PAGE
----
In November 2021, Ibrahim ‘Ib’ Kamara, then editor-in-chief of Dazed, received the prestigious Isabella Blow Award from the British Fashion Council. One of the biggest accolades for the editor and stylist was overshadowed and annihilated within twenty-four hours by the announcement of the sudden departure of Virgil Abloh, friend and collaborator of Kamara and the volcanic mastermind behind Off White.
A little over five months on, and the brand born in Milan in 2013 has designated Ib Kamara, born in 1990, as the successor of its founder in the role of Art & Image Director.
A position that, though, is not exclusive since, at least according to the words of the CEO Andrea Grilli, the only way to continue Abloh’s vision is the establishment of a collective of creative minds, “that represent the best in their category and have a strong and personal connection with Virgil.”
A Londoner with African roots
Native of Sierra Leone and raised as a refugee in Gambia, Kamara arrived in London at the age of 11. His career counts prestigious roles as stylist for brands such as Burberry, Stella McCartney, Nike, Dior, Fenty by Rihanna, as well as a costume stylist experience in the short film Process (2017) directed by Beyoncé and Kendrick Lamar. These experiences were followed by his appointment as fashion editor at large of i-D in 2018, and later crowned by that as editor-in-chief of Dazed in January 2021. On top of this, in the same year Kamara was featured among the 500 personalities of the year according to Business of Fashion.
The soundtracks of Hans Zimmer and the films of Quentin Tarantino, praised for their ability of creating instantly recognisable and well-defined iconographies, are among his focal references. The application of this mindset to fashion helps to understand the lucidity of Kamara’s image-making.
In the English capital he attended the prestigious Central Saint Martin, where he graduated in 2016 with 2026, a project that explored how the representation of Black masculinities would change over the course of a decade.
The work, presented as part of the “Utopian Voices Here and Now” exhibition at Somerset House in London, revolved around garments reassembled from pre-used clothes and fabrics sourced in Johannesburg. It came as no surprise, then, when Kamara oversaw the direction of H&M’s first circularly-designed zero-waste collection.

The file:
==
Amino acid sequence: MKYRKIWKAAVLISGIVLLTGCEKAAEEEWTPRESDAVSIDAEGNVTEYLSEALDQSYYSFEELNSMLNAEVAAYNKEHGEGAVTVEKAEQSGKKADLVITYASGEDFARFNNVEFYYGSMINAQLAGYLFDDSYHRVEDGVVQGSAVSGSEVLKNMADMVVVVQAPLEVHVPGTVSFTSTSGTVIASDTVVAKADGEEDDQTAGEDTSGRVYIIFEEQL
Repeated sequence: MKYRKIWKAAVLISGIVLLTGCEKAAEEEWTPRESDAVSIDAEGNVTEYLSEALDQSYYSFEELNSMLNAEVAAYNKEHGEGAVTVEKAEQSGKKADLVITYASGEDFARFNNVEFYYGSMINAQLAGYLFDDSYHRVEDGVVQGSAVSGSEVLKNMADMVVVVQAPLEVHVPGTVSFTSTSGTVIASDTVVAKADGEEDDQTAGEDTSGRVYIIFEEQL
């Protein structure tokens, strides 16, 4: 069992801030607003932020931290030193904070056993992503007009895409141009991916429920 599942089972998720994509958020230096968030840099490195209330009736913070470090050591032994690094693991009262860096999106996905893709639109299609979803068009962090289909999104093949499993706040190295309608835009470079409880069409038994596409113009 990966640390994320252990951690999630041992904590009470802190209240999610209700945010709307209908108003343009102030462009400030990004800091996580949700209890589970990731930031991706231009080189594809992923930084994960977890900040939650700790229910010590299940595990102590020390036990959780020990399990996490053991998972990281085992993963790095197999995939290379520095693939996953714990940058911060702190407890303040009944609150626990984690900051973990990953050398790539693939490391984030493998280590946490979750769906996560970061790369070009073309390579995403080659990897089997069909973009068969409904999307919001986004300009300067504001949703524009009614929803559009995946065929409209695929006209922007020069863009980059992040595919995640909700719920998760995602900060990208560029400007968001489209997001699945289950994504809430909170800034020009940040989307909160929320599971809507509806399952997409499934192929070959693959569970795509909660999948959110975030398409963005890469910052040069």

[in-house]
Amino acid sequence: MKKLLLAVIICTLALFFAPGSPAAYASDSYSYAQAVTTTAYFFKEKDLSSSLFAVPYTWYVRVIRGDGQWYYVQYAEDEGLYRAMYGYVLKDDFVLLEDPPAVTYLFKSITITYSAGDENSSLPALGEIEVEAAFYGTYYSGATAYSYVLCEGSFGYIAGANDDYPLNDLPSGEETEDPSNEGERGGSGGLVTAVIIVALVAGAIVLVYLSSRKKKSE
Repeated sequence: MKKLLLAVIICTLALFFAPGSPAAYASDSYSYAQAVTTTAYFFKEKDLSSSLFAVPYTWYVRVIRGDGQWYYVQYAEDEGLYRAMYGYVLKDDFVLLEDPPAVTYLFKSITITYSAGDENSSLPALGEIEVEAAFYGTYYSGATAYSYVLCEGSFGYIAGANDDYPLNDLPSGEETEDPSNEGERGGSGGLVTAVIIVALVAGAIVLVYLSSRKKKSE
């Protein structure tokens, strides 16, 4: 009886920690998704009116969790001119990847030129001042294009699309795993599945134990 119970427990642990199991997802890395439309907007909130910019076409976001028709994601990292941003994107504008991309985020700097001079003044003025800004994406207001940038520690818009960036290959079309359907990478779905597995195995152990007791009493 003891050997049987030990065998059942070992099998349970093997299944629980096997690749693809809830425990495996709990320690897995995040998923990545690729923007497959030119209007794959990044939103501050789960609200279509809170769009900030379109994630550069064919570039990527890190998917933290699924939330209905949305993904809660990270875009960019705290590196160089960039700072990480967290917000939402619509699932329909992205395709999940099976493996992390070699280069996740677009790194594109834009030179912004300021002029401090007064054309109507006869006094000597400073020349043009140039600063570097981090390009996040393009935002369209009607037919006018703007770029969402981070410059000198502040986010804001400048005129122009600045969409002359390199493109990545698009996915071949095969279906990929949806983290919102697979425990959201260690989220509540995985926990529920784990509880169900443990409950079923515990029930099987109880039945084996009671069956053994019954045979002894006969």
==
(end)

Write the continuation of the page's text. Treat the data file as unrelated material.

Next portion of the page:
It is undoubtedly this clear vision projected towards the future, combined with the enthusiasm in giving Black youth a prominent role in art, what spiritually brings together Abloh and Kamara. Following in the footsteps of his predecessor, Kamara promises to become one of the pillars of contemporary Afrofuturist philosophy.
The right man at the right time
Based in London – the city that has erected the redemption of the colonial past and the celebration of its Black heritage as the termometer of its artistic and cultural initiatives – Kamara seems to be the man who best embodies fashion design as a broader creative and communicative discipline that, today, necessarily unfolds through the iconographic content conceived for digital publishing.
Determined to inspire the creators of tomorrow, in an interview with Vogue, the stylist declared: “Can you imagine [young people] seeing themselves in images that can inspire them to make even better, maybe even, the most incredible imagery that we’ve seen? That’s what I want to see when I’m 40.”
It was therefore inevitable that the announcement of his appointment was entrusted to the brand’s Instagram account, where the accent was placed on the role played by the platform in nurturing a professional bond between Abloh and Kamara. Off-White, once again, seems to astonish us by revealing and consolidating what already is the new norm: an increasing abolishment of communication filters and barriers between the industry and its dedicated followers-consumers.
The conservative revolution
In the appointment of an editor and stylist to the artistic direction of the brand, we can’t only trace Off-White’s awareness of the changing needs of fashion, but also a will of continuity of Abloh’s vision, an architect who became a demiurge of fashion design and of its communication. Virgil’s testament is well exemplified in a quote of his opening the brand’s press release announcing his successor: “I believe in the romantic interchange between intellectuals about fashion”.
Off-White speaks an undeniably global language but its Italian roots do not escape the lesson of Giuseppe Tomasi di Lampedusa. The brand’s in-house revolution is the most conservative of moves. Working on Virgil Abloh’s artistic testament as a necessity and incentive to continue the revolution started but not yet completed.
Opening image: Ib Kamara. Courtesy Off-White